"People have figured out what the right thing is to say, in part because Race to the Top is so prescriptive," he said. "The challenge for reviewers is sorting out the pretenders from those who have demonstrated capacity to execute. That's the clear edge that Florida has."
Education Week recently rated Florida's application as the most likely winner, too. And former U.S. Education official Grover J. Whitehurst, who worked in the George W. Bush administration, told Bloomberg News that he considered Florida, Louisiana and Tennessee the most likely states to get the federal money.
Many observers expected the list of finalists to be much smaller, based largely on Duncan's pledge that he would pick only the most rigorous plans for the unprecedented program. Criticism started coming almost instantly for the selection of certain states that have failed to adopt reforms, such as a charter school law, when given the chance.
"It is a sad day for reformville," Fordham Institute vice president for national programs Mike Petrilli wrote on that group's blog.
Duncan explained that the 16 finalists all scored more than 400 points on the 500-point scale, and that each has a legitimate chance of receiving the grant. Rather than just choose a small number to start, he said, the decision was to give each a chance to make its case in person.
"We really wanted to be as inclusive as possible," Duncan said.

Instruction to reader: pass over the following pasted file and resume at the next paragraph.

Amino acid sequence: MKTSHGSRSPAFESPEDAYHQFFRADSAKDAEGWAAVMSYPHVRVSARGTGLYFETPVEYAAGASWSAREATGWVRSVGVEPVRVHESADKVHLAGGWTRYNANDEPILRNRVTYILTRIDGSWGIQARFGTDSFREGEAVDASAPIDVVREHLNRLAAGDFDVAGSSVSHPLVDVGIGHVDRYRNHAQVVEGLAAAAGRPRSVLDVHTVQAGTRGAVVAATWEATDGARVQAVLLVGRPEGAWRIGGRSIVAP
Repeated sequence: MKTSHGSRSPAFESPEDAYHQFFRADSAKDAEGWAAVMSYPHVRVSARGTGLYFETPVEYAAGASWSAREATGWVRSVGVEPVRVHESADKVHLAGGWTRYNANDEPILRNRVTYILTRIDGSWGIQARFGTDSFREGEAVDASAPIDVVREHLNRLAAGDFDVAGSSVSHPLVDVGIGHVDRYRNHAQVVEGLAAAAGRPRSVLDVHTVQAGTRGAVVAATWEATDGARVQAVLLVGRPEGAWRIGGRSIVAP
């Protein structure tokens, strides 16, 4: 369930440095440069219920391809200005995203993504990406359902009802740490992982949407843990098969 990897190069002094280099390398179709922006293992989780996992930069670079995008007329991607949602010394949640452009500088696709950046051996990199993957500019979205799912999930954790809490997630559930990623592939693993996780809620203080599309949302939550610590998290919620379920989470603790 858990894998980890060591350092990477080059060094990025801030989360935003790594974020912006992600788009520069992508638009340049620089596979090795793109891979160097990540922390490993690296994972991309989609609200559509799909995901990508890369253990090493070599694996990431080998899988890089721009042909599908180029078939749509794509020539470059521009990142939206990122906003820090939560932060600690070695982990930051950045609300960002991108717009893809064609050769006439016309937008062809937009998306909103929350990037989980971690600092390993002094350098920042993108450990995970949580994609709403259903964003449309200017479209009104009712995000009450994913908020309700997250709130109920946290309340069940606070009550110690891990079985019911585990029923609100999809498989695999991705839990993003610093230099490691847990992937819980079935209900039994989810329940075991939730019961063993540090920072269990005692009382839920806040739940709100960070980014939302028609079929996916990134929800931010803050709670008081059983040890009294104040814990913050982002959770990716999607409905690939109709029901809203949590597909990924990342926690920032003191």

As the process moves ahead, the big question mark for Florida remains whether a lack of support from its teachers unions will handicap the application. Duncan repeatedly spoke of the need for collaboration to make the reforms happen.
Just five of the state's 67 local unions — Hillsborough and Sarasota were among them — signed a memorandum of understanding agreeing to negotiate terms on all parts of the package. They particularly object to pieces that would tie their evaluations and pay rates to student test results.
Carroll said the state deserved a badge of courage for standing up to the unions, and figured the disagreement would not hurt the state's chances overall of getting the grant.
"I think ultimately their application is so strong is other aspects," he said. "I don't think the unions are going to be able to tank it."
Smith said he is concerned about the lack of union participation. But he added that the unions and local superintendents are still talking about ways to get more involvement, and that once they see how much flexibility really is in the program, more will join in.
Mark Pudlow, spokesman for the Florida Education Association, said the union doesn't want to stand in the way. It wants to have a more active role in the state's effort to effect reform, though.
"We're happy that Florida has become a finalist for the Race to the Top federal grant money," Pudlow said. "But we still have concerns about the scope of the state DOE's application and that the cost of what the DOE proposes will far exceed the money provided by the federal government over the life of the four-year grant."
The FEA also has continuing concerns that the state Education Department did not create its Race to the Top plan in conjunction with educators.
"We hope that if Florida wins a Race to the Top grant that the state DOE will make sure that true collaboration actually takes place with the districts that will participate," Pudlow said.
Duncan stressed that collaboration, courage and commitment will be critical factors in his final choices for Race to the Top recipients. He called the debate among teacher unions and policy makers as they approach reforms "tough ... but desperately needed," and figured in the end the adults will come together to do what's best for students.
Jeffrey S. Solochek can be reached at firstname.lastname@example.org or (813) 909-4614. For more education news, visit the Gradebook at blogs.tampabay.com/schools.